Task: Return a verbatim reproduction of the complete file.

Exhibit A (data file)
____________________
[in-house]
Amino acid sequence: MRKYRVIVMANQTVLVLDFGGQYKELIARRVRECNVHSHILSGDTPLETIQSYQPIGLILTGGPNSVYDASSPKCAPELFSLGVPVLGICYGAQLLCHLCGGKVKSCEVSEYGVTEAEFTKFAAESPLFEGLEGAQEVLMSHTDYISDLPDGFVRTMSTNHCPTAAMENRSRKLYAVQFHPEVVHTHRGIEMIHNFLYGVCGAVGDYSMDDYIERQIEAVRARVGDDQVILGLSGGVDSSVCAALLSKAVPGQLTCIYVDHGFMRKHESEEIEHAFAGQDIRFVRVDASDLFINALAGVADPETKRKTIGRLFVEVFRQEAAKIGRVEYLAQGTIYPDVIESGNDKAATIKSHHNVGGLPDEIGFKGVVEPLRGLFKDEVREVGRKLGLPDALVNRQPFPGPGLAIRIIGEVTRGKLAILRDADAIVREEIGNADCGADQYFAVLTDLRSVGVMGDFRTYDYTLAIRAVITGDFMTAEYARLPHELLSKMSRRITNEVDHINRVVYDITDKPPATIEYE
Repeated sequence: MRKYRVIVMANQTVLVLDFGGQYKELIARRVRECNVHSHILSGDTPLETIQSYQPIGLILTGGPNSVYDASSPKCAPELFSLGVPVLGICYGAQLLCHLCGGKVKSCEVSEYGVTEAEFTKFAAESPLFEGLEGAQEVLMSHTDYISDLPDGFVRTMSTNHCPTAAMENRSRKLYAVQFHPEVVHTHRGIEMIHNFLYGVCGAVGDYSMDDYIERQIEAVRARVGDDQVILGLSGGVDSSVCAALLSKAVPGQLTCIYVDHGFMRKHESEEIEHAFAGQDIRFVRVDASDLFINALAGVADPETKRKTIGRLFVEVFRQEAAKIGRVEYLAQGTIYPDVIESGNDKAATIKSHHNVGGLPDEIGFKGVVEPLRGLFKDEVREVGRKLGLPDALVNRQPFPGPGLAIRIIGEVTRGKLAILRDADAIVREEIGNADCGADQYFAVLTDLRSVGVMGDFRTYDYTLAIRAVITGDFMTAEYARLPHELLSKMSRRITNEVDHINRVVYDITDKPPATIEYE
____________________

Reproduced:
[in-house]
Amino acid sequence: MRKYRVIVMANQTVLVLDFGGQYKELIARRVRECNVHSHILSGDTPLETIQSYQPIGLILTGGPNSVYDASSPKCAPELFSLGVPVLGICYGAQLLCHLCGGKVKSCEVSEYGVTEAEFTKFAAESPLFEGLEGAQEVLMSHTDYISDLPDGFVRTMSTNHCPTAAMENRSRKLYAVQFHPEVVHTHRGIEMIHNFLYGVCGAVGDYSMDDYIERQIEAVRARVGDDQVILGLSGGVDSSVCAALLSKAVPGQLTCIYVDHGFMRKHESEEIEHAFAGQDIRFVRVDASDLFINALAGVADPETKRKTIGRLFVEVFRQEAAKIGRVEYLAQGTIYPDVIESGNDKAATIKSHHNVGGLPDEIGFKGVVEPLRGLFKDEVREVGRKLGLPDALVNRQPFPGPGLAIRIIGEVTRGKLAILRDADAIVREEIGNADCGADQYFAVLTDLRSVGVMGDFRTYDYTLAIRAVITGDFMTAEYARLPHELLSKMSRRITNEVDHINRVVYDITDKPPATIEYE
Repeated sequence: MRKYRVIVMANQTVLVLDFGGQYKELIARRVRECNVHSHILSGDTPLETIQSYQPIGLILTGGPNSVYDASSPKCAPELFSLGVPVLGICYGAQLLCHLCGGKVKSCEVSEYGVTEAEFTKFAAESPLFEGLEGAQEVLMSHTDYISDLPDGFVRTMSTNHCPTAAMENRSRKLYAVQFHPEVVHTHRGIEMIHNFLYGVCGAVGDYSMDDYIERQIEAVRARVGDDQVILGLSGGVDSSVCAALLSKAVPGQLTCIYVDHGFMRKHESEEIEHAFAGQDIRFVRVDASDLFINALAGVADPETKRKTIGRLFVEVFRQEAAKIGRVEYLAQGTIYPDVIESGNDKAATIKSHHNVGGLPDEIGFKGVVEPLRGLFKDEVREVGRKLGLPDALVNRQPFPGPGLAIRIIGEVTRGKLAILRDADAIVREEIGNADCGADQYFAVLTDLRSVGVMGDFRTYDYTLAIRAVITGDFMTAEYARLPHELLSKMSRRITNEVDHINRVVYDITDKPPATIEYE